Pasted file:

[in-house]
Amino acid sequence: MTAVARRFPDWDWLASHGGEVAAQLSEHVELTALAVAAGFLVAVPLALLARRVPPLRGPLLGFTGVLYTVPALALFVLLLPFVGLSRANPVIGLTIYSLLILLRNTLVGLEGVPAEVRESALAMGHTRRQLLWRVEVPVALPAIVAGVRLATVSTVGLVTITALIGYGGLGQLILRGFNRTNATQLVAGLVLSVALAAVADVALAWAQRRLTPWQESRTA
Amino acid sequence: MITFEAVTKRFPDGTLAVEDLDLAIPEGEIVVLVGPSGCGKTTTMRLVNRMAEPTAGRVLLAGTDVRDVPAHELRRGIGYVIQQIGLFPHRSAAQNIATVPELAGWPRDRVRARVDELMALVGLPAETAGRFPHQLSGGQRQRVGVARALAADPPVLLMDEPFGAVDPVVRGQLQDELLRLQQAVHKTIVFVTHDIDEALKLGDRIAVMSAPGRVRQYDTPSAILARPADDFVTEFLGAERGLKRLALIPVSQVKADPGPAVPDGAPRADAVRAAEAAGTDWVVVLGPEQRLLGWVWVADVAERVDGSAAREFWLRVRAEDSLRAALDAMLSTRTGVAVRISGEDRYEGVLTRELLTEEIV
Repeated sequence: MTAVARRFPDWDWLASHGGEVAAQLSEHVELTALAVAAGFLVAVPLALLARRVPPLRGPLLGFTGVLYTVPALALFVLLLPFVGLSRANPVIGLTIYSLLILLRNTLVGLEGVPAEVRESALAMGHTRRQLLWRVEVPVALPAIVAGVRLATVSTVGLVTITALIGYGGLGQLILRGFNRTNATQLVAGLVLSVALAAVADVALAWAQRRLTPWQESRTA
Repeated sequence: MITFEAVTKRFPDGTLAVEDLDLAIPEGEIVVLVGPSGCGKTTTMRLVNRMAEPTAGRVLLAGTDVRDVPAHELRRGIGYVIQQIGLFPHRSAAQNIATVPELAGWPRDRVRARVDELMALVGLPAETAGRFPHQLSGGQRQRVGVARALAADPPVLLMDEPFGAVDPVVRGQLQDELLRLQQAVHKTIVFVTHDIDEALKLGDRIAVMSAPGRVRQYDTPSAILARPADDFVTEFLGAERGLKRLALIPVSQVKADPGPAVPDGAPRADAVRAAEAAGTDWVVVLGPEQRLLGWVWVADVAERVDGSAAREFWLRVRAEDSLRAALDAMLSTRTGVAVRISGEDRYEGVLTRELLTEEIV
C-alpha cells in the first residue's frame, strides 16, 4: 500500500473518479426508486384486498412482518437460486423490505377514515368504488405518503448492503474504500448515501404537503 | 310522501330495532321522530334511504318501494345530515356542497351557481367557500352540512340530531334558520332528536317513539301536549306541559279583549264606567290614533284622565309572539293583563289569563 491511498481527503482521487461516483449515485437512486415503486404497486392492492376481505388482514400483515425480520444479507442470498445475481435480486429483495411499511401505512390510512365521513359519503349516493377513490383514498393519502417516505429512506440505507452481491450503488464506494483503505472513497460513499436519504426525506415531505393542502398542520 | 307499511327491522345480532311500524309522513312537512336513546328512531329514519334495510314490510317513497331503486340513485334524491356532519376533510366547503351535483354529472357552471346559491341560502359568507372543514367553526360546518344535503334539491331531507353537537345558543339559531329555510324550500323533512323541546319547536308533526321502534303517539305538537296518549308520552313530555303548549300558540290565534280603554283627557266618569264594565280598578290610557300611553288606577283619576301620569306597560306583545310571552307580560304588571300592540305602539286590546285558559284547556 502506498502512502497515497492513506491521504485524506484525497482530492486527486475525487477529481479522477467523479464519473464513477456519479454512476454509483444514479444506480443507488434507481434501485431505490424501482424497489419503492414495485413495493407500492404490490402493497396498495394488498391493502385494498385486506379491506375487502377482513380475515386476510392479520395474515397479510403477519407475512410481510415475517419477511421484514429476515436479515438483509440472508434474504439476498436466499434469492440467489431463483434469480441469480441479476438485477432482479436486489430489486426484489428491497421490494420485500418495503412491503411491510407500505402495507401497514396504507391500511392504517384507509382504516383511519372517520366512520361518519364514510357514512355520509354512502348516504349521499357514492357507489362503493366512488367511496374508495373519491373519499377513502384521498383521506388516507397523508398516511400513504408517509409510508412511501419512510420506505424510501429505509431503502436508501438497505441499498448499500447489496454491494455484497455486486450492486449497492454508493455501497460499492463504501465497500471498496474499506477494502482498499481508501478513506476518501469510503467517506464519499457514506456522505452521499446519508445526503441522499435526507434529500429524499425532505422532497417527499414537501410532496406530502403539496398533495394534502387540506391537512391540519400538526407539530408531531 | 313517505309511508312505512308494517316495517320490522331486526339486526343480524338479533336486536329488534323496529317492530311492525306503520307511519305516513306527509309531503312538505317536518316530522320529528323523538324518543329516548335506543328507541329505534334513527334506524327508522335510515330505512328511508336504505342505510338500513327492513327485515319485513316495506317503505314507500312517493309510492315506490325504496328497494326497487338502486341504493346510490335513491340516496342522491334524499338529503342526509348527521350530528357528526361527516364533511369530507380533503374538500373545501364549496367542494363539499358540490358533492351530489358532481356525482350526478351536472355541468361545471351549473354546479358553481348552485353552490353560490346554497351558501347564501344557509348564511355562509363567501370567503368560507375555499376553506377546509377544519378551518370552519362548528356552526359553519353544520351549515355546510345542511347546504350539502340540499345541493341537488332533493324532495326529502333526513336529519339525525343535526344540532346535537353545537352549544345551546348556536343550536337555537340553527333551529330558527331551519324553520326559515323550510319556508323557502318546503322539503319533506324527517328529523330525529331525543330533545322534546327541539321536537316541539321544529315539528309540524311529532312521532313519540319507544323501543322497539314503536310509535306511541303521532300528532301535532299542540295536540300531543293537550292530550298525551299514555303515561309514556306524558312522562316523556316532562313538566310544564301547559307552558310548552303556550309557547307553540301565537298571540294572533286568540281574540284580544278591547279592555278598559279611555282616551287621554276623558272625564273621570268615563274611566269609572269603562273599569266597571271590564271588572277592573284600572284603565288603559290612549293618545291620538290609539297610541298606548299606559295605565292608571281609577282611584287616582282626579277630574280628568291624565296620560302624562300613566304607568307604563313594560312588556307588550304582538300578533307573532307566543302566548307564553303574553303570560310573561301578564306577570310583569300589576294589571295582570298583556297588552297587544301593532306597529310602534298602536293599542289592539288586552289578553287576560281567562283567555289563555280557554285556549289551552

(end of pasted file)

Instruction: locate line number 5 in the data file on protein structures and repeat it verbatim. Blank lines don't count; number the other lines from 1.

Repeated sequence: MITFEAVTKRFPDGTLAVEDLDLAIPEGEIVVLVGPSGCGKTTTMRLVNRMAEPTAGRVLLAGTDVRDVPAHELRRGIGYVIQQIGLFPHRSAAQNIATVPELAGWPRDRVRARVDELMALVGLPAETAGRFPHQLSGGQRQRVGVARALAADPPVLLMDEPFGAVDPVVRGQLQDELLRLQQAVHKTIVFVTHDIDEALKLGDRIAVMSAPGRVRQYDTPSAILARPADDFVTEFLGAERGLKRLALIPVSQVKADPGPAVPDGAPRADAVRAAEAAGTDWVVVLGPEQRLLGWVWVADVAERVDGSAAREFWLRVRAEDSLRAALDAMLSTRTGVAVRISGEDRYEGVLTRELLTEEIV